Tech & Science Meet SkyMapper, a cosmic treasure map made by Australian astronomers

22:12  02 february  2018
22:12  02 february  2018 Source:   techly.com.au

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The map was made using a whopping 270-megapixel camera built into the university’s cutting-edge automated wide-field survey telescope. Astronomers from the ANU have put together a short informative video about SkyMapper , which is absolutely worth checking out

As part of SkyMapper 's status as a National Facility, Australian astronomers will typically enjoy exclusive access to each data release for 12-18 months. Cone search requests made via the website

The faintest objects visible in the final map will be more than one million times fainter than those visible to the naked human eye on a dark night.© Twitter/ @gmapsmania The faintest objects visible in the final map will be more than one million times fainter than those visible to the naked human eye on a dark night. Astronomers at the Australian National University in Canberra have created a comprehensive map of the entire southern sky that reveals even the hardest-to-see celestial objects.

The map was made using a whopping 270-megapixel camera built into the university’s cutting-edge automated wide-field survey telescope.

“The map of the southern sky we’ve released to the world today is the best ever created, but this is only the beginning of a five-year program to capture it in all its splendour,” Dr Christian Wolf from the ANU Research School of Astronomy and Astrophysics told News.com.au.

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SkyMapper is a fully automated 1.35 m (4.4 ft) wide-angle optical telescope at Siding Spring Observatory in northern New South Wales, Australia . It is one of the telescopes of the Research School of Astronomy and Astrophysics of the Australian National University (ANU).

Yes, despite the extensive detail of this map, there is still plenty of the Cosmos to be explored.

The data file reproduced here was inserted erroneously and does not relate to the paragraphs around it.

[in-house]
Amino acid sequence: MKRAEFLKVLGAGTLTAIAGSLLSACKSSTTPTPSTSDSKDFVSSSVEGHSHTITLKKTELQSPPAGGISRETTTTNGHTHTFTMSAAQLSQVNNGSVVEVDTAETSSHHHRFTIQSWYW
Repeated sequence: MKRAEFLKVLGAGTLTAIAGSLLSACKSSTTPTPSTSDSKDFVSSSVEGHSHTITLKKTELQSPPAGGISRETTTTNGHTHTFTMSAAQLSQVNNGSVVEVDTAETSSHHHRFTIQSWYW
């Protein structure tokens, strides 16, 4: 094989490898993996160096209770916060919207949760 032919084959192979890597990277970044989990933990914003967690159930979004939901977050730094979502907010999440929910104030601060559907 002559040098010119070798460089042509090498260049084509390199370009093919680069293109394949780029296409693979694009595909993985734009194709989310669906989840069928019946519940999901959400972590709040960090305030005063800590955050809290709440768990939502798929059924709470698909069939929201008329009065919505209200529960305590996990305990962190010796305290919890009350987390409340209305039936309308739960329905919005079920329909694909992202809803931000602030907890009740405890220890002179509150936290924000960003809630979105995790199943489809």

“The final map will show stars and galaxies that are up to 50 times fainter than the limits of this map,” Dr Wolf added.

In fact, the faintest objects visible in the final map will be more than one million times fainter than those visible to the naked human eye on a dark night.

Back in 2014, ANU astronomers used early data taken with SkyMapper to discover a star that formed shortly after the Big Bang, making it the oldest known star in the universe, some 13.7 billion years old.

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map the invisible material known as dark matter, which makes up the majority of mass in our Galaxy, by tracing Australian astronomers have exclusive access to SkyMapper data for a time following its release, after which, researchers from the rest of the world are free to download and use the data.

Astronomers from the ANU have put together a short informative video about SkyMapper, which is absolutely worth checking out:

If you’re a space junkie, the early edition of the map is well worth checking out as you can search for coordinates and scout out celestial objects.

Researchers say the map is possible thanks to the range of colour bands available in the images.

Co-researcher Dr Christopher Onken said, “SkyMapper’s special filters probe light across a range of colours beyond what the human eye can see, reaching into the near-ultraviolet and the near-infra-red.

“This abundant colour information is crucially important to search for astronomical ‘needles in the haystack’ among the vast number of stars in this map.”

You can check out SkyMapper here.

Dust, meteorites, cosmic rays and everything else currently destroying the Tesla in space .
This probably isn't covered under Elon Musk's warranty Farewell, Starman! Farewell, Starman!

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